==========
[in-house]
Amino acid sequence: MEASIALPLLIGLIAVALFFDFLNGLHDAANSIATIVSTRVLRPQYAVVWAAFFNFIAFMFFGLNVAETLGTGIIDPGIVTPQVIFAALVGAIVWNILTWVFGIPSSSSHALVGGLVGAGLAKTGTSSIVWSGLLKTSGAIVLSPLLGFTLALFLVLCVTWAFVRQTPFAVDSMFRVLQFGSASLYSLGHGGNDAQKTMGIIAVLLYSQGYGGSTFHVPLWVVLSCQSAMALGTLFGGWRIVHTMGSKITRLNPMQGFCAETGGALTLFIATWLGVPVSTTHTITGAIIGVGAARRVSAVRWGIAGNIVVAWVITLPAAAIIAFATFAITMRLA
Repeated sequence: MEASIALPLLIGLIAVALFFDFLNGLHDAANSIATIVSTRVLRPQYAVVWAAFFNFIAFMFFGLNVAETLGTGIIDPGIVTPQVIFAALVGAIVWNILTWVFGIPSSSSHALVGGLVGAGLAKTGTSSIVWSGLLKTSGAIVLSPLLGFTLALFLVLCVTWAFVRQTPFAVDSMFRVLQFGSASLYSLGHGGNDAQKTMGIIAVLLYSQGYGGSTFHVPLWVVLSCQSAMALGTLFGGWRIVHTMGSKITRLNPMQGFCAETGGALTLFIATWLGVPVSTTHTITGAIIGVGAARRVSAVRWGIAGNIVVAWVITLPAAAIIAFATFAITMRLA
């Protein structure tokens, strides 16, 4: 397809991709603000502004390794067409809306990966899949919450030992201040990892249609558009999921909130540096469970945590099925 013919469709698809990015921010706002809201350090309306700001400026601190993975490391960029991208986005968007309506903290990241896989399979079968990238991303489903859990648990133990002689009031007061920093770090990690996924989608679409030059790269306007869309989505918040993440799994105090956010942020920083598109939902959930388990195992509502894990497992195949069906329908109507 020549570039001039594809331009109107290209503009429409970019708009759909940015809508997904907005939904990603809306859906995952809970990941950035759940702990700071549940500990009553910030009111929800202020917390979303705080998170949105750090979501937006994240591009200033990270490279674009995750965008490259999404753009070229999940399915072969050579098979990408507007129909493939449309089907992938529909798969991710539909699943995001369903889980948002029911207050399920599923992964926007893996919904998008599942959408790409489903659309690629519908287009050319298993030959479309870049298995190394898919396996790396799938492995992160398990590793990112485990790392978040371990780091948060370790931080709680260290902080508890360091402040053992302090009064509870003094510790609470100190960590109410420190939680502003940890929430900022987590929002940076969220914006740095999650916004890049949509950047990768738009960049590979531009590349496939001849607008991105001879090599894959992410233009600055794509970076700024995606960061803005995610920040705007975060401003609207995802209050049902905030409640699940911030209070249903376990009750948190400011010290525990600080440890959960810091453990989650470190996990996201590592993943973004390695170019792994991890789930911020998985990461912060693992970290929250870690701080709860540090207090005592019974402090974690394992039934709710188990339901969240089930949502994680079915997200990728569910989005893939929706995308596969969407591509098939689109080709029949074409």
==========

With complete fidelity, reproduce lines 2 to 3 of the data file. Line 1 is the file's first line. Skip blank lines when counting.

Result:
Amino acid sequence: MEASIALPLLIGLIAVALFFDFLNGLHDAANSIATIVSTRVLRPQYAVVWAAFFNFIAFMFFGLNVAETLGTGIIDPGIVTPQVIFAALVGAIVWNILTWVFGIPSSSSHALVGGLVGAGLAKTGTSSIVWSGLLKTSGAIVLSPLLGFTLALFLVLCVTWAFVRQTPFAVDSMFRVLQFGSASLYSLGHGGNDAQKTMGIIAVLLYSQGYGGSTFHVPLWVVLSCQSAMALGTLFGGWRIVHTMGSKITRLNPMQGFCAETGGALTLFIATWLGVPVSTTHTITGAIIGVGAARRVSAVRWGIAGNIVVAWVITLPAAAIIAFATFAITMRLA
Repeated sequence: MEASIALPLLIGLIAVALFFDFLNGLHDAANSIATIVSTRVLRPQYAVVWAAFFNFIAFMFFGLNVAETLGTGIIDPGIVTPQVIFAALVGAIVWNILTWVFGIPSSSSHALVGGLVGAGLAKTGTSSIVWSGLLKTSGAIVLSPLLGFTLALFLVLCVTWAFVRQTPFAVDSMFRVLQFGSASLYSLGHGGNDAQKTMGIIAVLLYSQGYGGSTFHVPLWVVLSCQSAMALGTLFGGWRIVHTMGSKITRLNPMQGFCAETGGALTLFIATWLGVPVSTTHTITGAIIGVGAARRVSAVRWGIAGNIVVAWVITLPAAAIIAFATFAITMRLA